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Kvande spoke for 25 minutes before the 300 listeners at the aluminium industry's annual meeting place, the Minerals, Metals and Materials Society conference (TMS), which this year is held in New Orleans until Thursday.

Originally, Torstein Dale Sjøtveit, executive vice president in Aluminium Metal, were to give the presentation, but he was held up. Kvande stepped in on short notice.

Kvande was, as in 2007, the organizer of the opening seminar at TMS, which this year focuses on the challenges and opportunities that environment issues represent for the aluminium industry. Leading figures from Hydro, Alcoa, Rusal and Rio Tinto Alcan featured among those who gave presentations.

The themes turned on renewable energy, inert anodes and technology development to meet the environmental challenges.

Drastic emissions reductions

“Since 1990 Hydro have reduced emissions from green house gasses from the electrolysis process with around 65 percent, and we have further goals to reduce the emissions even more due to innovation and optimization of the production,” said Kvande during his presentation at the seminar.

At the conference yesterday, Kvande took the opportunity to present Hydro as a pure aluminium company, a company with great ongoing expansion projects. In Qatalum, Hydro is building the worlds biggest aluminium plant ever set up in one phase, and both at Karmøy and at the Kurri Kurri plant in Australia, the company is looking into possible expansion projects.

Three steps to greener aluminium

To face the environmental issues, Hydro has identified three steps that will make the production of primary aluminium more environmental friendly.

“The first step, which we have all ready started to perform, is developing new technology and new systems to optimize our production even further. That way we can reduce energy consumption, anode effects won’t occur as often, and emissions will be reduced to an even lover level,” the scientist said.

He pointed especially at Hydro developing the next generation cell technology which currently is under testing at the Årdal Research Center in Norway. Key properties of the cells include lower energy consumption, and their ability to concentrate CO2 from anode gas.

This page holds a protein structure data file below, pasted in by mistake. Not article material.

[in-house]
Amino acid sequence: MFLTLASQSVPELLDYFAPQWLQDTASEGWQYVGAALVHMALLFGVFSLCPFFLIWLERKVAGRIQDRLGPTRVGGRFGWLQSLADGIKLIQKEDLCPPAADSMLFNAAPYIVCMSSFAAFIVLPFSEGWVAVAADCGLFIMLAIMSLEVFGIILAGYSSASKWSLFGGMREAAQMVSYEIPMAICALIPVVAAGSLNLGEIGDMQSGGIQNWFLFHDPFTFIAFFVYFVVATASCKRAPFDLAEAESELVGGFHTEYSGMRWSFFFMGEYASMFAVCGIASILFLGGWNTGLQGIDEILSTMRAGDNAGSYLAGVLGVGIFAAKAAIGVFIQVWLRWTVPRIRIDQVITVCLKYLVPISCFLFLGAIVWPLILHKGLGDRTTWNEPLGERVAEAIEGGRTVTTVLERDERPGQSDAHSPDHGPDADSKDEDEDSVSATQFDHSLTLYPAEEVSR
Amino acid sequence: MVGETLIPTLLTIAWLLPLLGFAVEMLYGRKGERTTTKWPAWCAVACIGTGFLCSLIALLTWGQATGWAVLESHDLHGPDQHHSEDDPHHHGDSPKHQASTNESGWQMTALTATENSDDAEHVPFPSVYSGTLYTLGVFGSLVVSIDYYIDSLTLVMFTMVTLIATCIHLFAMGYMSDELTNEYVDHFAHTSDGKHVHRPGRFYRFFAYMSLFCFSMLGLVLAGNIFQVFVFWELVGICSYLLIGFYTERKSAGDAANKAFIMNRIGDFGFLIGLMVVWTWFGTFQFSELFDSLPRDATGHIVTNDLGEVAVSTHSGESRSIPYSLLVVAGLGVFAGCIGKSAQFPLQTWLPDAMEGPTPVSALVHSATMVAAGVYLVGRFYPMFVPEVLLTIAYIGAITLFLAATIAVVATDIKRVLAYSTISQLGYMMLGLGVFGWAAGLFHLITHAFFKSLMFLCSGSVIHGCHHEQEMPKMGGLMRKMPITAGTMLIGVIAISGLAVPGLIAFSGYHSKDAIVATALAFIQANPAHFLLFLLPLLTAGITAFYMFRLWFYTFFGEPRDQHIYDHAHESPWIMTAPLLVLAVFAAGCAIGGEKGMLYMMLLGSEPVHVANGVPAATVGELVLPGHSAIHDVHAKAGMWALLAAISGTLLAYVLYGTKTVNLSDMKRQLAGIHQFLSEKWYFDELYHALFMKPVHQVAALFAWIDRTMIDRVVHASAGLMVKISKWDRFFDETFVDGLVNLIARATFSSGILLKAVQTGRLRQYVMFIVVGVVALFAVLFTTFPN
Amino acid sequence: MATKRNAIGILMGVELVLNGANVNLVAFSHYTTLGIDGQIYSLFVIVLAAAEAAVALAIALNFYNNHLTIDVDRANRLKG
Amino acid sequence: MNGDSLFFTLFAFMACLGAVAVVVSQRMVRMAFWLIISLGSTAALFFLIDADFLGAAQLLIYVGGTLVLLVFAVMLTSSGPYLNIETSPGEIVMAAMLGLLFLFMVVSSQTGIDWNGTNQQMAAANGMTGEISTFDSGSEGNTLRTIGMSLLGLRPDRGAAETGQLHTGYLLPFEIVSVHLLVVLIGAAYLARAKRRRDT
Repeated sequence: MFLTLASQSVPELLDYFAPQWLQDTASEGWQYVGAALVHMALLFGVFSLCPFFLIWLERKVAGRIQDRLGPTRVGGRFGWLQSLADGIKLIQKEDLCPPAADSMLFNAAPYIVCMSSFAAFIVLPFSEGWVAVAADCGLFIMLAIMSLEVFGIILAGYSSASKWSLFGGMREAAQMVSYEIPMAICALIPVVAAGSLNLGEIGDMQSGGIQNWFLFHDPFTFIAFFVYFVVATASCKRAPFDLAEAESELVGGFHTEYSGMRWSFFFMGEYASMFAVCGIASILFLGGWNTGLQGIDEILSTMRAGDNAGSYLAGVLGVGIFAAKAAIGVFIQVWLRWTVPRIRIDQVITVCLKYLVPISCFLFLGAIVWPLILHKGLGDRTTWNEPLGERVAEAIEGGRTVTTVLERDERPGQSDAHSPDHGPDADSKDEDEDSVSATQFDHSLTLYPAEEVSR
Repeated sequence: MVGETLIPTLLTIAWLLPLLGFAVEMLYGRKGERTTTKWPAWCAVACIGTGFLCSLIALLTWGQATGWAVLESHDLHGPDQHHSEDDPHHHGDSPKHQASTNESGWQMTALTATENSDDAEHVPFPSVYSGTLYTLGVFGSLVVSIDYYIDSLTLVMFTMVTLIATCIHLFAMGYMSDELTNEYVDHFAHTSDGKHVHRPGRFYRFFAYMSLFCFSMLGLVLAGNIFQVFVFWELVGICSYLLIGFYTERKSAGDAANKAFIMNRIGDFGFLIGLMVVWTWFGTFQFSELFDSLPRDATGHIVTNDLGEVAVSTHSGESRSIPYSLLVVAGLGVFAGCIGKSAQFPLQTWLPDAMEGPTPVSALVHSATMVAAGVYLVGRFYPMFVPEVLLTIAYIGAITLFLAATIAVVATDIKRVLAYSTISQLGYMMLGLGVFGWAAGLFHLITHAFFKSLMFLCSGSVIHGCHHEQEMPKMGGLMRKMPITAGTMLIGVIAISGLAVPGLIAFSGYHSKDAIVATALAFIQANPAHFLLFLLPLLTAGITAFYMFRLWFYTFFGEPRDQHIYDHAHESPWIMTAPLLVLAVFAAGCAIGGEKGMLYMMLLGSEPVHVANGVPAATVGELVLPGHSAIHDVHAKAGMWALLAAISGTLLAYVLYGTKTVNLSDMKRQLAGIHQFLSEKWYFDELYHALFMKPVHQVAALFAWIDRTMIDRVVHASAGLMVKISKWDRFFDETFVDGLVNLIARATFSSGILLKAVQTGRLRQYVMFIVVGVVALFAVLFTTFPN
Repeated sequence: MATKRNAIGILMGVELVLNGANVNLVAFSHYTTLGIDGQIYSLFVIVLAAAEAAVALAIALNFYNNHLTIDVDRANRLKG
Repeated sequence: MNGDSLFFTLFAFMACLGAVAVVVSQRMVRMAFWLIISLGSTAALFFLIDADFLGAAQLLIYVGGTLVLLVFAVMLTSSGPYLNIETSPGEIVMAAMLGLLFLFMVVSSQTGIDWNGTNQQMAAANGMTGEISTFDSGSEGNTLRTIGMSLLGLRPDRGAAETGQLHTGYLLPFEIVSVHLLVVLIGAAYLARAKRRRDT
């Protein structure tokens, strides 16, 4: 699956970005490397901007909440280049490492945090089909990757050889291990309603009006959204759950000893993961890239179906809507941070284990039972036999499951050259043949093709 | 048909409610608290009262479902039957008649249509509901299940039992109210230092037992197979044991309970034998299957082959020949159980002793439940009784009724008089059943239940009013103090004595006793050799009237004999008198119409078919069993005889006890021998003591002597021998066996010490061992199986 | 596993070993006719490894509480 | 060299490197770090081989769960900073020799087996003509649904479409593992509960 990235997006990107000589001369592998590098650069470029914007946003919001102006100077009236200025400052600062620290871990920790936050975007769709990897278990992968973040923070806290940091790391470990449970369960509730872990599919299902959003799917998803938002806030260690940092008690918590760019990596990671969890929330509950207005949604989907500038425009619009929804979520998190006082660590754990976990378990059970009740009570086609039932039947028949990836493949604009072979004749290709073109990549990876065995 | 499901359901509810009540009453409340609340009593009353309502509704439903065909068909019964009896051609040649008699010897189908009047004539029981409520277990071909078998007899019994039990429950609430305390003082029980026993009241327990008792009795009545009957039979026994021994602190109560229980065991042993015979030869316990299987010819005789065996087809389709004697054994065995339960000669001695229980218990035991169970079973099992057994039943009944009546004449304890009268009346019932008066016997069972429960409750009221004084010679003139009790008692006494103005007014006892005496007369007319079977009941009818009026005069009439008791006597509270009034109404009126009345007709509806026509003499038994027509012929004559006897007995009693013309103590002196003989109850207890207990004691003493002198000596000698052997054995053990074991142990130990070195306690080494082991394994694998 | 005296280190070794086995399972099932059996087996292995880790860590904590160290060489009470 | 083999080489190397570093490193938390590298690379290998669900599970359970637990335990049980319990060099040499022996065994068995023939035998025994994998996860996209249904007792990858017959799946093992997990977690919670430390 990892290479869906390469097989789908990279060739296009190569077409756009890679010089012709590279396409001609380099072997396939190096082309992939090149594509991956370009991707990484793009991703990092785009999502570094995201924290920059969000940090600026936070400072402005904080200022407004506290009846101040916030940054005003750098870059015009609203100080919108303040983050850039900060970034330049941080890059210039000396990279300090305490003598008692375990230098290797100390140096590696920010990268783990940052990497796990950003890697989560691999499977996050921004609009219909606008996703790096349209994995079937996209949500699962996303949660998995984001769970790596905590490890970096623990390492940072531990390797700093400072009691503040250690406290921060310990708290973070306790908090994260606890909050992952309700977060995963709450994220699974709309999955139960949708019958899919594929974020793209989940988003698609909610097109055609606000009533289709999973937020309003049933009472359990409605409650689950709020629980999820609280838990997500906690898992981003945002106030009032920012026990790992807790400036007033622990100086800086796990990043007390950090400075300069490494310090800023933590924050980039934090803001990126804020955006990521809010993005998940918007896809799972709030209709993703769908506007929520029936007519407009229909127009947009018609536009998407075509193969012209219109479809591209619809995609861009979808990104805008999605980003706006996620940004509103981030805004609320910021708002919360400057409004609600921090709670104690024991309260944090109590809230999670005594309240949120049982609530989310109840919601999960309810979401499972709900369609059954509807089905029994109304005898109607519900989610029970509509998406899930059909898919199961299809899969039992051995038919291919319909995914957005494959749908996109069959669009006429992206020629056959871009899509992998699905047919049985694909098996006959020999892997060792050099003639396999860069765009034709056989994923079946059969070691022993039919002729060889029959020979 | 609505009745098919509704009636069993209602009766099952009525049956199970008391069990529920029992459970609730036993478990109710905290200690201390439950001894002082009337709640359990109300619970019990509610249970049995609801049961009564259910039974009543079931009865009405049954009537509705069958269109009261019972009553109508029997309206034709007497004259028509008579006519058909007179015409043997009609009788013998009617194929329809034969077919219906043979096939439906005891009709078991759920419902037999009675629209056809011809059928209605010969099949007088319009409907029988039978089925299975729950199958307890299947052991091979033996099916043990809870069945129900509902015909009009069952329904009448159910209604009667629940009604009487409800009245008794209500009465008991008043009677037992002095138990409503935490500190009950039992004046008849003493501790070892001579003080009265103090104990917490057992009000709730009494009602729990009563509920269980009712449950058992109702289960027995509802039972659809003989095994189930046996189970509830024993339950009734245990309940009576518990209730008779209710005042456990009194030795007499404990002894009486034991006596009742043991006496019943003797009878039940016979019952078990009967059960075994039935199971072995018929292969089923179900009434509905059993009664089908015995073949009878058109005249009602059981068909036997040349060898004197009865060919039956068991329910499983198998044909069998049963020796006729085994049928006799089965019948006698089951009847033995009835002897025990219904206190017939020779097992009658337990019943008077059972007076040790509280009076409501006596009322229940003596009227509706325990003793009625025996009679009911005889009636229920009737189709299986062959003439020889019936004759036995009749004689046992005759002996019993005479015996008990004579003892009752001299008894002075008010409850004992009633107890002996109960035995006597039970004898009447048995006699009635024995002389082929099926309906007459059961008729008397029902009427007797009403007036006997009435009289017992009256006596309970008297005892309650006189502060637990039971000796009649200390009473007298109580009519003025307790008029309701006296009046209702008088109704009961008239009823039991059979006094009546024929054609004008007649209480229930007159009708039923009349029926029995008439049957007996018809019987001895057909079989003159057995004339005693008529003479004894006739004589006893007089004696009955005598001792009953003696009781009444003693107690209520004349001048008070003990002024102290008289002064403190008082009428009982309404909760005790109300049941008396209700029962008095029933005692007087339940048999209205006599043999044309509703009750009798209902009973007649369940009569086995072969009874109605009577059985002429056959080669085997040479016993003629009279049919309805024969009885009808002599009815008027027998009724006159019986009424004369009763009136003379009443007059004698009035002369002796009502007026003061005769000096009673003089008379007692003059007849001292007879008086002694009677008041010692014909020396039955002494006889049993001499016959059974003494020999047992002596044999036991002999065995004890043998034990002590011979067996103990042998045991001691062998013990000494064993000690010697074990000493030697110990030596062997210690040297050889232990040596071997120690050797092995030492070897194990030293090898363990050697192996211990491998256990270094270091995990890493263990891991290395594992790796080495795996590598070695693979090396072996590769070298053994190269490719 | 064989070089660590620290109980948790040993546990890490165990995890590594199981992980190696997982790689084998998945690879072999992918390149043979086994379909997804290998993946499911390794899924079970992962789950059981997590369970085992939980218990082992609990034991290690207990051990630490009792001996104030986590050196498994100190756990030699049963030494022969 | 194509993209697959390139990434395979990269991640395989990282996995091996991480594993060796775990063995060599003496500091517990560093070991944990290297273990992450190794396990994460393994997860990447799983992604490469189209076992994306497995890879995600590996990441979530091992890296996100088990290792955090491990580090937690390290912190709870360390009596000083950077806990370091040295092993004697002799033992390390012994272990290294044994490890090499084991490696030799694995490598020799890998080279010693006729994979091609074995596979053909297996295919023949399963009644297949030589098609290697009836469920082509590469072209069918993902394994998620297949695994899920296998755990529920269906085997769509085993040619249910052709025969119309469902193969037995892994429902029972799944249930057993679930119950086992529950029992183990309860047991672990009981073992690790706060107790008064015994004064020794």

“The second step is to develop technology that reduces heat loss from the cells and that recycles the energy from the heat that is lost. In that way we achieve a more efficient use of energy,” he said, adding that heat loss from today’s electrolytic cells represent approximately 50 to 55 percent of the energy consumption from producing aluminium.

“The third step,” he continued, “is to concentrate and separate CO2 enriched gas from the cells. Here we have already started test projects at the Årdal Research Center.”

Aluminium – a part of the solution

One theme that all the lecturers at the seminar addressed yesterday was the green profile of aluminium, when looked at in its life long perspective.

“Aluminium is quite power consuming when it is being produced. But if we take the whole life cycle into consideration, it paints a totally different picture,” said Kvande, explaining that aluminium can be recycled and re-melted over and over, with no loss of either properties or quality. Only five percent of the initial power consumption is required to recycle or re-melt the metal.

“That is why aluminium is a part of the solution, not the problem,” said Kvande.

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